At least 22 blossom-headed parakeets have recently been spotted in Ruili, Southwest China's Yunnan Province, setting a new record for the species' population in China.
Blossom-headed parakeets are under national second-level protection and were once considered to be extinct in China.
This parakeet, which typically measures 26–36 centimeters long and weighs 85–90 grams, is a typical parrot living on a great variety of food including nuts, berries, shoots, grains and seeds.
They are endemic to northeast India eastwards into Southeast Asia, including Bangladesh, Cambodia, China, India, Myanmar, Thailand, and Vietnam.
Mainly residing in Yunnan, Guangdong and Guangxi in China, the bird was not spotted for nearly 100 years, which made researchers speculate that this species was extinct in China until April 2015, when seven blossom-headed parakeets were found breeding in the wild in Yunnan's Yingjiang county.
"Blossom-headed parakeets are so rare in China that till now we haven’t got any records of their specimen collection. According to the photographs taken this time, we can confirm that at least 22 blossom-headed parakeets are living in China, which is a record of the number of this species in China," said Liu Yang, an expert birdwatcher and a professor at the School of Ecology at Sun Yat-sen University.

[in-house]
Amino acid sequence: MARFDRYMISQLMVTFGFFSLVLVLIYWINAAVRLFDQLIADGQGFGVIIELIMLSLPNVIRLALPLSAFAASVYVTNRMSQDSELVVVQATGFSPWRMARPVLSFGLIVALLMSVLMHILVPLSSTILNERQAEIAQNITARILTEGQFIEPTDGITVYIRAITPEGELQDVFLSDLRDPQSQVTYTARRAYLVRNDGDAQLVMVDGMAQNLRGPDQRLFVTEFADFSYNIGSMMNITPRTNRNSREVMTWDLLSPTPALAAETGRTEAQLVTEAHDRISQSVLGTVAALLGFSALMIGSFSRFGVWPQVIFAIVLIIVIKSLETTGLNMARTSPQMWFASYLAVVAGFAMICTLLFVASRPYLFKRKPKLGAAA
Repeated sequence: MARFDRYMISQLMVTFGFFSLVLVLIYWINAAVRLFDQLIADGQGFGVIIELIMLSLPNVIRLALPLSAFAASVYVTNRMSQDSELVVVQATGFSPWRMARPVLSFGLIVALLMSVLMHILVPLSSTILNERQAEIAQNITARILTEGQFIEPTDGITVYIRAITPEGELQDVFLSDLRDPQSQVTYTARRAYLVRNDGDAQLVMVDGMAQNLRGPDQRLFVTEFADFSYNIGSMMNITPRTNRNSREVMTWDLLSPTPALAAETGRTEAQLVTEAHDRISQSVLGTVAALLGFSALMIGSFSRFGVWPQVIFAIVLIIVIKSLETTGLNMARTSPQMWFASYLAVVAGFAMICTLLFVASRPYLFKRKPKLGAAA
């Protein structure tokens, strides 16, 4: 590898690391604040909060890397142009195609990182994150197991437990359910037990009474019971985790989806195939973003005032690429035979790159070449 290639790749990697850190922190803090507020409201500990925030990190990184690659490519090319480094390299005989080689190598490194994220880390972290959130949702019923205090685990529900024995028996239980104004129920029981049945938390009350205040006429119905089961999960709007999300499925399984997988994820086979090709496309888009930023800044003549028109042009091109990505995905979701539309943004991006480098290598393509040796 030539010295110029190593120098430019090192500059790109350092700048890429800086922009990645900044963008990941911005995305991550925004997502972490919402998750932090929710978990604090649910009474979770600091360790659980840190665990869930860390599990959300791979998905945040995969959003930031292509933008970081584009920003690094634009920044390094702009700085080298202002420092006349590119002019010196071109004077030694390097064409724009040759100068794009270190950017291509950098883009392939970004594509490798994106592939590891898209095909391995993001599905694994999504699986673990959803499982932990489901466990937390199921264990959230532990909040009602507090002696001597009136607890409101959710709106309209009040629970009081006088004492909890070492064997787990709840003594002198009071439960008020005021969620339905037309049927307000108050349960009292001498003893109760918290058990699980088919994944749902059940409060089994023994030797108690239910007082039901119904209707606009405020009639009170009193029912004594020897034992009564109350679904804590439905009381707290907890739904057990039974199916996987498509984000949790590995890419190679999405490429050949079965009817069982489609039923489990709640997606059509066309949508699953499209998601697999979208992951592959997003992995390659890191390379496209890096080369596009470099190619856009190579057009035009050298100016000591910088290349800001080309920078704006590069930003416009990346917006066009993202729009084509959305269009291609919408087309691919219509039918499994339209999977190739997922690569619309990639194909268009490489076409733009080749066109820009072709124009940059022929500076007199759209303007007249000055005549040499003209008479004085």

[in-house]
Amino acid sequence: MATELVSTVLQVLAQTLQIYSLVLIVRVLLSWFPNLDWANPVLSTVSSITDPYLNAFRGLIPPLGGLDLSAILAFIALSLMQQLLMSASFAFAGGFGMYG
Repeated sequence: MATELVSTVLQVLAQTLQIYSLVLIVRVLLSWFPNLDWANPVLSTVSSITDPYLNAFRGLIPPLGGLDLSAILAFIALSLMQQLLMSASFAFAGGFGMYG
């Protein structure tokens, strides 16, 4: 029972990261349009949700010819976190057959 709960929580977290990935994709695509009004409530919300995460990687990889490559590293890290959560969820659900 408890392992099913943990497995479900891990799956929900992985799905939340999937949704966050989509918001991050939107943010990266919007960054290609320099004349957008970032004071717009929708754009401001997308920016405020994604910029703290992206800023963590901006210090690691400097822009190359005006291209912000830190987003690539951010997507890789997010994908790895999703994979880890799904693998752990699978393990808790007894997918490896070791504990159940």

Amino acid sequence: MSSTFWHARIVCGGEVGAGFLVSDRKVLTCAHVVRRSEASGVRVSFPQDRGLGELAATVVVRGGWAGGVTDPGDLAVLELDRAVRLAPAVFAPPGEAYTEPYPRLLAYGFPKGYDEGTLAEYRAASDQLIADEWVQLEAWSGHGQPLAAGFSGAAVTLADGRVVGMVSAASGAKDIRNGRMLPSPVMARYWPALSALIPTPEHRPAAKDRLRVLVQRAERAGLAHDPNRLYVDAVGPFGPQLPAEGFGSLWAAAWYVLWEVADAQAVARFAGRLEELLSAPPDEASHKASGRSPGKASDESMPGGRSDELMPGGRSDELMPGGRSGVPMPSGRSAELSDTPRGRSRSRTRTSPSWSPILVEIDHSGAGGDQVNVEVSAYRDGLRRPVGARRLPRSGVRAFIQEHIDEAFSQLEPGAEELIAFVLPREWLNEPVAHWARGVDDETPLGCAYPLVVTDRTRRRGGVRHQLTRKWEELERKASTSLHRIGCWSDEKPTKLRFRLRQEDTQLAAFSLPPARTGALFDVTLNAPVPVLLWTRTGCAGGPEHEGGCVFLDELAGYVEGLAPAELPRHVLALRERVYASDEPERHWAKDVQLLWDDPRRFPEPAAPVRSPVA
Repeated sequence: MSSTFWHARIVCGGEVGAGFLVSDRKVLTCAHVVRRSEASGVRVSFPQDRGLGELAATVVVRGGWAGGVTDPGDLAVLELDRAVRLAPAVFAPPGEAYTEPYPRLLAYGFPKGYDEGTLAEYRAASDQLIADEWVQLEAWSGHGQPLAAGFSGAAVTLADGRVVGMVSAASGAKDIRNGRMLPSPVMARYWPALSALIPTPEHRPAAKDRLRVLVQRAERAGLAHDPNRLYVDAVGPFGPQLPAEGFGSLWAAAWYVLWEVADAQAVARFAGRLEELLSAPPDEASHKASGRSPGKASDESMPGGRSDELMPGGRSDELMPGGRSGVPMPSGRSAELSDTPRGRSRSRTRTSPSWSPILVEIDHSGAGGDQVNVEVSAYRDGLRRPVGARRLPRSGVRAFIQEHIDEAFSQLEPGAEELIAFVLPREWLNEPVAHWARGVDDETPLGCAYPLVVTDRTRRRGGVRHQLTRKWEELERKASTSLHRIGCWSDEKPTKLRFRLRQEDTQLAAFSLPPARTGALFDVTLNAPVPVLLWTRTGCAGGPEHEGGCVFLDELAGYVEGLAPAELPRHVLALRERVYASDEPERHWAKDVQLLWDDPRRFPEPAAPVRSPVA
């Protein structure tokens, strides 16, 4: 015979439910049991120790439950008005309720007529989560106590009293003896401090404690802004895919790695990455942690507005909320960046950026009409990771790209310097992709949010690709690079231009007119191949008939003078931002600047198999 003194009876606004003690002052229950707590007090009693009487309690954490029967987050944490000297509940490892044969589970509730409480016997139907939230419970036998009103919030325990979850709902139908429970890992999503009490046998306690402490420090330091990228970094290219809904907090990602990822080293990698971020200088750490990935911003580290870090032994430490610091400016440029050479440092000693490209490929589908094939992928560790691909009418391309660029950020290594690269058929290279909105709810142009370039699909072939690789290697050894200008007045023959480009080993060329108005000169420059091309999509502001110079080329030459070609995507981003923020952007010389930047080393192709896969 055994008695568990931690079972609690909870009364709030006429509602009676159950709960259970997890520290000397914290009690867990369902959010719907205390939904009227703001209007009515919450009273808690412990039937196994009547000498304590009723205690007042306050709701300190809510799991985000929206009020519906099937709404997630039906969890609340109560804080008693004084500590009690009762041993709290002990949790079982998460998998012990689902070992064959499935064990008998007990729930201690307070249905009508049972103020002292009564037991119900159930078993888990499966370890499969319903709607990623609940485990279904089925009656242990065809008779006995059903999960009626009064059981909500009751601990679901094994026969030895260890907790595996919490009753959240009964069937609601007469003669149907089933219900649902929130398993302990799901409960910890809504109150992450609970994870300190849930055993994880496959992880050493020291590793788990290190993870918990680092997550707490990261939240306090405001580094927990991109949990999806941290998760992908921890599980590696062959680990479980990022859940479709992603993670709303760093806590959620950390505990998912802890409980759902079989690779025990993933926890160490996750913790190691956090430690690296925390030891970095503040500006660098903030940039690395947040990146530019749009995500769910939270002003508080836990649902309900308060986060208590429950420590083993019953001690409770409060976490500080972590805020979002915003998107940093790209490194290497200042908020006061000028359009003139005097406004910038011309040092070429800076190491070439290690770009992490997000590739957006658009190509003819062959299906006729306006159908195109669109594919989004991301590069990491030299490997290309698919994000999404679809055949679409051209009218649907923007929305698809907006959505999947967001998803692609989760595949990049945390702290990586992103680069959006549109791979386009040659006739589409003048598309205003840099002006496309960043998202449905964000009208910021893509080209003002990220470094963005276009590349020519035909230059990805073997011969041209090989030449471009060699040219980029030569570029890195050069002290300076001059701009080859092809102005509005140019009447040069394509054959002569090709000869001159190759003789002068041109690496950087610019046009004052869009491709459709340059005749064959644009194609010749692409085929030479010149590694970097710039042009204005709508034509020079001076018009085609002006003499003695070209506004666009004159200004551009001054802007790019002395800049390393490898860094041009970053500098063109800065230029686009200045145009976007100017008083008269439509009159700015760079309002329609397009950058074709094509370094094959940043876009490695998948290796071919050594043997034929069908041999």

Another expert birdwatcher, Han Lianxian, was also very happy about the discovery and the rising number of this species. "The city of Ruili borders Myanmar, so many birds may travel across the border. As China increases its efforts on wildlife protection, many animals now prefer to live in China, which also reflects the improvement of our domestic ecological environment," he said.
In recent years, blossom-headed parakeets have been occasionally spotted in Dehong prefecture. In addition, many other parrots have also been spotted in the area, like grey-headed parakeets, Alexandrine parakeets, and red-breasted parakeets.
(The story was translated by Wu Yimeng, edited by Huang Jingjing)